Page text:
In this condition of the system the senses were in a state of profound sleep; the voluntary muscles, on the contrary, were in a state of violent action; [Pg 66] but this action not being excited by volition, nor under its control, the patient remained as motionless as she was insensible. The brain was in a state of temporary death; the muscle in a state of intense life. And the converse may happen: the muscle may die, while the brain lives; contractility may be destroyed, while sensibility is perfect; the power of motion may be lost, while that of sensation may remain unaffected. A case is on record, which affords an illustration of this condition of the system. A woman had been for some time confined to her bed, labouring under severe indisposition. On a sudden she was deprived of the power of moving a single muscle of the body; she attempted to speak, but she had no power to articulate; she endeavoured to stretch out her hand, but her muscles refused to obey the commands of her will, yet her consciousness was perfect, and she retained the complete possession of her intellectual faculties. She perceived that her attendants thought her dead, and was conscious of the performance upon her own person of the services usually paid to the dead; she was laid out, her toes were bound together, her chin was tied up; she heard the arrangements for her funeral discussed, and yet she was unable to make the slightest sign that she was still in the possession of sense, feeling, and life.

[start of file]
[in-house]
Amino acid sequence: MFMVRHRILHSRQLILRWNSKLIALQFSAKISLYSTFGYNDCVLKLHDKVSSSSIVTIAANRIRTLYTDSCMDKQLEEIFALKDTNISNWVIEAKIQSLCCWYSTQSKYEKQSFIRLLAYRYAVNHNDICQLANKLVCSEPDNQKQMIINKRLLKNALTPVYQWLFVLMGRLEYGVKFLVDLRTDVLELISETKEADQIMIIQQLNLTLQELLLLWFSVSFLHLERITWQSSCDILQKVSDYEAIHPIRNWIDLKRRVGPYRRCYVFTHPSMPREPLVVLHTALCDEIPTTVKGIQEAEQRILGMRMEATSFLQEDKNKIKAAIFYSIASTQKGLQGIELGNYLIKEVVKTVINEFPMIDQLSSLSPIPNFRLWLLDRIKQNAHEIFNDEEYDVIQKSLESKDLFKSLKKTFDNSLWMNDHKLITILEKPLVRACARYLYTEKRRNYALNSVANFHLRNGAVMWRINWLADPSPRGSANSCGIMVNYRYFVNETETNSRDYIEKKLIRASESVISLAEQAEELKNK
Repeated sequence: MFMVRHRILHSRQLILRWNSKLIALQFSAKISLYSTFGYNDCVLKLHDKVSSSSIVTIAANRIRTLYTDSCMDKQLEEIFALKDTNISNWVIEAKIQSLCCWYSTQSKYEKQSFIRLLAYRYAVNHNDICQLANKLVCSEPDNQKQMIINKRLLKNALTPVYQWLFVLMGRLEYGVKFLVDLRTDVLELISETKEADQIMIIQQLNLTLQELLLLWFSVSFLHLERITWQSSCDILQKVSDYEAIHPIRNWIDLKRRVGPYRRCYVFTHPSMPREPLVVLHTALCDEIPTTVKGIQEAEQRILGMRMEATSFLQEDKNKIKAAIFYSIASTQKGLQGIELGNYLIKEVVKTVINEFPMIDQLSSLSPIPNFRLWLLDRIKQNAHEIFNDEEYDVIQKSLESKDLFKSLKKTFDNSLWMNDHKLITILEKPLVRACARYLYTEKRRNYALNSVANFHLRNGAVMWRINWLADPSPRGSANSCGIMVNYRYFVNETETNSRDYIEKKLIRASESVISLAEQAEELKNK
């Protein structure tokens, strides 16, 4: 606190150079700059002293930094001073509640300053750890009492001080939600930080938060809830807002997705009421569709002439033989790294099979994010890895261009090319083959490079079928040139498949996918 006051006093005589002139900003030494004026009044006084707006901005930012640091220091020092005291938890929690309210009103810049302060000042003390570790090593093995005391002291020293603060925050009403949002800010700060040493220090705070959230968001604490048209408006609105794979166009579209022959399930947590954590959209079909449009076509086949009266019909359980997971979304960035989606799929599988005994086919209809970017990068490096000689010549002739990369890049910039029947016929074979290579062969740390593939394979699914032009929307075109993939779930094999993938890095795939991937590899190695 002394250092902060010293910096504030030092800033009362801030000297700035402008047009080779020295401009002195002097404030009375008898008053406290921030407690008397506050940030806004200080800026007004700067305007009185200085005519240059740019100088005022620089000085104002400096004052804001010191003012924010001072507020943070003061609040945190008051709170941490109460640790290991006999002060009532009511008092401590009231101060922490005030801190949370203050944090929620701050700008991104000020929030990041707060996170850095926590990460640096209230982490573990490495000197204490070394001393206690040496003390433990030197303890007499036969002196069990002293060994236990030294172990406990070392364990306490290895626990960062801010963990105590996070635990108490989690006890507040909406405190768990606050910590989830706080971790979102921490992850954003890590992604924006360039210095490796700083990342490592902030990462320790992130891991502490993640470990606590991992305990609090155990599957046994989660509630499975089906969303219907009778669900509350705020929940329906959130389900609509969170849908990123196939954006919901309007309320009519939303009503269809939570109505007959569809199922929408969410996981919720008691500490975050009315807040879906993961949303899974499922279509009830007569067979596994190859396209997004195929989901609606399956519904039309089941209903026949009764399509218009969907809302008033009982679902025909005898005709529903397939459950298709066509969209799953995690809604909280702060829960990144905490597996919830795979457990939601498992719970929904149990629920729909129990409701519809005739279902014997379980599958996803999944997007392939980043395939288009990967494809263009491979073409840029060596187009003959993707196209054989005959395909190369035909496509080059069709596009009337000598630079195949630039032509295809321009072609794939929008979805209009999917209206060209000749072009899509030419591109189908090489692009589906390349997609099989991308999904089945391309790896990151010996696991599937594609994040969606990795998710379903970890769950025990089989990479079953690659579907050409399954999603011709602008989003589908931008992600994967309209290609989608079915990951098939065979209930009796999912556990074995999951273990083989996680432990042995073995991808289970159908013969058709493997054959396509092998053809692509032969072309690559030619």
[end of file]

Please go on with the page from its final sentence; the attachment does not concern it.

In one form of disease, then, the animal life, both the sensitive and the motive portions of it, [Pg 67] may perish; and in another form of disease, either the one or the other part of it may be suspended, while the organic life continues in full operation: it follows that the two lives, blended as they are, are distinct, since the one is capable of perishing without immediately and inevitably involving the destruction of the other.